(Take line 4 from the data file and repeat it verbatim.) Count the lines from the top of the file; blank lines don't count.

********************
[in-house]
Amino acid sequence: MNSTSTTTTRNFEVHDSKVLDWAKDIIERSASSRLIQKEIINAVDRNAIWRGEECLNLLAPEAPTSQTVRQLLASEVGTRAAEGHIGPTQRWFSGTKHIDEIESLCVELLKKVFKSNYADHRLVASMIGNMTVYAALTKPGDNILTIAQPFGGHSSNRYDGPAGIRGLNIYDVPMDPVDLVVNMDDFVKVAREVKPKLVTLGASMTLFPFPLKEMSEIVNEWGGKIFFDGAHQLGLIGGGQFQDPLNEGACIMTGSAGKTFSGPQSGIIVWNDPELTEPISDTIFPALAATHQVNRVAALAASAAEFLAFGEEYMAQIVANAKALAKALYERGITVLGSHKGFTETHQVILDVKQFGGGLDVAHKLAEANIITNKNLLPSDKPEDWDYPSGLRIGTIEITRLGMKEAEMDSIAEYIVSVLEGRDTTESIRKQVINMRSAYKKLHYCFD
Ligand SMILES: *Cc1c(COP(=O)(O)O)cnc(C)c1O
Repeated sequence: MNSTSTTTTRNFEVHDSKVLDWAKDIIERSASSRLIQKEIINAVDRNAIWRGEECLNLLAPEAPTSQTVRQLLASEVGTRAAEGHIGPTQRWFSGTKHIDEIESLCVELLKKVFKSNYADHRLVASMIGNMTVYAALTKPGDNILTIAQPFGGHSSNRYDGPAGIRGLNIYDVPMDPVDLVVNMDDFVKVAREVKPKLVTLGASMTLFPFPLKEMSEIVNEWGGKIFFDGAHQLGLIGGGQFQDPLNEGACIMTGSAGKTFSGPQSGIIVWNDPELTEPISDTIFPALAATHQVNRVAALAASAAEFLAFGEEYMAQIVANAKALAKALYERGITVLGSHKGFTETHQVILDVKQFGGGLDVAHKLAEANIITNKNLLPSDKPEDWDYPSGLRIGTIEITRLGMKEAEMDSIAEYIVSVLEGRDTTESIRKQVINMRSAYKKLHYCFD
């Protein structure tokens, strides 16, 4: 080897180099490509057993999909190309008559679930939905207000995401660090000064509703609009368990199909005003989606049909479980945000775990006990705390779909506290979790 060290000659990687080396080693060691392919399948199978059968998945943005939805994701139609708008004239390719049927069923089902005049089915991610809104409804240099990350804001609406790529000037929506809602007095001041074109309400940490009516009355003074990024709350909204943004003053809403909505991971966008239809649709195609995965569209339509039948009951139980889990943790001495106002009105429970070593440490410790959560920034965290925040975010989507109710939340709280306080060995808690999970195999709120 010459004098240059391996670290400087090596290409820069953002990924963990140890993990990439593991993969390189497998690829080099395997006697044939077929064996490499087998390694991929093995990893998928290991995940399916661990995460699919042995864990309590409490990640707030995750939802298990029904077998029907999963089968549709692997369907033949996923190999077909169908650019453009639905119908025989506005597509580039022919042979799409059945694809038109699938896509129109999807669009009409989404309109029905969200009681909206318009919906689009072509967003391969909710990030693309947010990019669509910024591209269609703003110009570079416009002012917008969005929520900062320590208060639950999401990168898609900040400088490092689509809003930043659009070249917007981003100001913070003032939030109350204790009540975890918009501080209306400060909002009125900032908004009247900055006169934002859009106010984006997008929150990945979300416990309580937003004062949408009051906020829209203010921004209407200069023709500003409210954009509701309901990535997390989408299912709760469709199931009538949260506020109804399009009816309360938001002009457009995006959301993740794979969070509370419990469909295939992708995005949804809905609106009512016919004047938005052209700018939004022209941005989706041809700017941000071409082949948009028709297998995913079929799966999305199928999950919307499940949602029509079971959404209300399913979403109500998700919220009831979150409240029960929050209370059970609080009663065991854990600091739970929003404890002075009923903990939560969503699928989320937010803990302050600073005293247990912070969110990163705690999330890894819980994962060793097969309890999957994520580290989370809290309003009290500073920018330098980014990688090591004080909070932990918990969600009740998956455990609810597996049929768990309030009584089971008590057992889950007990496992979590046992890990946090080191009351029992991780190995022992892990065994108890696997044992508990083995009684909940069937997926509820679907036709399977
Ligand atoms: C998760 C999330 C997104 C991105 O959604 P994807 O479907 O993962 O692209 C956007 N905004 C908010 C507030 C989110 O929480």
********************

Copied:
Repeated sequence: MNSTSTTTTRNFEVHDSKVLDWAKDIIERSASSRLIQKEIINAVDRNAIWRGEECLNLLAPEAPTSQTVRQLLASEVGTRAAEGHIGPTQRWFSGTKHIDEIESLCVELLKKVFKSNYADHRLVASMIGNMTVYAALTKPGDNILTIAQPFGGHSSNRYDGPAGIRGLNIYDVPMDPVDLVVNMDDFVKVAREVKPKLVTLGASMTLFPFPLKEMSEIVNEWGGKIFFDGAHQLGLIGGGQFQDPLNEGACIMTGSAGKTFSGPQSGIIVWNDPELTEPISDTIFPALAATHQVNRVAALAASAAEFLAFGEEYMAQIVANAKALAKALYERGITVLGSHKGFTETHQVILDVKQFGGGLDVAHKLAEANIITNKNLLPSDKPEDWDYPSGLRIGTIEITRLGMKEAEMDSIAEYIVSVLEGRDTTESIRKQVINMRSAYKKLHYCFD